A new study suggests that those who play adaptive sports could have a higher likelihood of employment, leading to a possibly greater economic impact.
The study was recently published in the journal Disability and Rehabilitation.
According to a media release from the University of Houston, Michael Cottingham, PhD, associate professor in Department of Health and Human Performance at the University of Houston and the study’s principal investigator, and his team surveyed 131 wheelchair rugby and wheelchair basketball athletes about the number of years they participated in sports before and after their disability, as well as about their employment before and after disability onset. The researchers also asked the athletes various demographic questions.
After studying the survey data, Cottingham states in the release that, “Our analysis shows that playing an additional year of adaptive sport is associated with an approximately 4% increase in likelihood of employment every year for 10 years before the benefits flatten out.”
The release explains that the employment rate for individuals with disabilities is about 29% compared to a national employment rate of 95.4%. If a person needs to use a wheelchair as a result of his or her disability, the rate drops to 18%, according to the US Census Bureau’s Survey of Income and Program Participation.
Cottingham notes in the release that previous research has found that adaptive sports provide a strong social support system, as well as increased self-confidence and a peer-education system, which may help those who participate in adaptive sports to identify resources to gain employment and mentorship.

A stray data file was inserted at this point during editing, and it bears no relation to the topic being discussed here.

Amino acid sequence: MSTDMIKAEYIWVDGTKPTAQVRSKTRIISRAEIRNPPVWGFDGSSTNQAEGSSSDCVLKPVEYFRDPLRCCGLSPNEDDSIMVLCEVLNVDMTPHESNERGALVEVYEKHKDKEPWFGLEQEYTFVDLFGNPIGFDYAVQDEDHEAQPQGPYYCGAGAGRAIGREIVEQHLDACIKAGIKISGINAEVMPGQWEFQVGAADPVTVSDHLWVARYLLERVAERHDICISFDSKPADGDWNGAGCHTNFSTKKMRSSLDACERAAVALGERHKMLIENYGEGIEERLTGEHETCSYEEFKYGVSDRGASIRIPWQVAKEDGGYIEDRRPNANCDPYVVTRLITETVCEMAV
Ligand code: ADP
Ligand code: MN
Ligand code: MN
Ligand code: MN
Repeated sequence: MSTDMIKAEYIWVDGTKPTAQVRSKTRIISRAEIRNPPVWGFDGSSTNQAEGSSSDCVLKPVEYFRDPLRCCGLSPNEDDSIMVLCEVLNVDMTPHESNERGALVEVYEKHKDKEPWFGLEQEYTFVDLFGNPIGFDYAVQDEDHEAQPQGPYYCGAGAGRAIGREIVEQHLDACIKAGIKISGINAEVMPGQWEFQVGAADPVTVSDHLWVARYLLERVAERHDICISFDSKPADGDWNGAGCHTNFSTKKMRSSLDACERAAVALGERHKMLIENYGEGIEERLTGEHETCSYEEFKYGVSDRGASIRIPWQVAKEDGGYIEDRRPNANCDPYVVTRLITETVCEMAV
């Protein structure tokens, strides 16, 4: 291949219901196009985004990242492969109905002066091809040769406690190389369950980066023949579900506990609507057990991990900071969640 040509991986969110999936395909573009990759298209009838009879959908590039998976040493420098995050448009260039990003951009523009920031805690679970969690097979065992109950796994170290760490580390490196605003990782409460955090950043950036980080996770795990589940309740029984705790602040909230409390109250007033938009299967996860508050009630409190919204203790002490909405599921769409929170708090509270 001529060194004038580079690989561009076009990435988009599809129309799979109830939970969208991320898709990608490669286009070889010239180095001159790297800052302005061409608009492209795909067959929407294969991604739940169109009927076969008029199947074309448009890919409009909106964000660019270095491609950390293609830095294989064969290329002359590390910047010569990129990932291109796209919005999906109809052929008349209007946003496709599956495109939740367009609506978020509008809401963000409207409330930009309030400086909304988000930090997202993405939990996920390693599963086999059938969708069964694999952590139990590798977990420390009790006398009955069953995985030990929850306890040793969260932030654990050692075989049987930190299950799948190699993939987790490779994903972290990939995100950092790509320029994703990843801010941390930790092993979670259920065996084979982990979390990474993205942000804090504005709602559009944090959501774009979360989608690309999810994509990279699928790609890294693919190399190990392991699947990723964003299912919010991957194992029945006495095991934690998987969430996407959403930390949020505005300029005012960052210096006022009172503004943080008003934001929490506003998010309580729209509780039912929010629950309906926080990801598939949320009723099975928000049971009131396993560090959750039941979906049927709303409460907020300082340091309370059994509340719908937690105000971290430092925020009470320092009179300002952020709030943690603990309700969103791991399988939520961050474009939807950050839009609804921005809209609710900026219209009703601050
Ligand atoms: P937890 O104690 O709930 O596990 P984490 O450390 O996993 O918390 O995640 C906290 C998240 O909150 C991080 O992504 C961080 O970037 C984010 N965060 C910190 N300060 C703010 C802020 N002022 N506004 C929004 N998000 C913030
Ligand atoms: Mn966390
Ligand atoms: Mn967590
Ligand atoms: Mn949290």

He adds, however, that that the number of years since disability onset was positively associated with employment, and the more severe the injury the less likely the individual maintained employment.
“The data also show this negative relationship between injury severity and employment becomes less significant the longer they played sports. Over time, the fitness and health benefits are probably mitigating the disadvantage of having a more severe impairment,” he states.
Cottingham suggests that the study results support a stronger commitment and promotion of adaptive sports. He also notes that playing adaptive sports could have economic benefits as well.
“If an additional 100,000 individuals, or 2% of the working-age wheelchair population in the country, were to play adaptive sports for only 1 year, our study estimates approximately 4,000 of them would become employed, and this new employment would add approximately $40 million to the economy in the form of household income,” he states.
[Source(s): University of Houston, EurekAlert]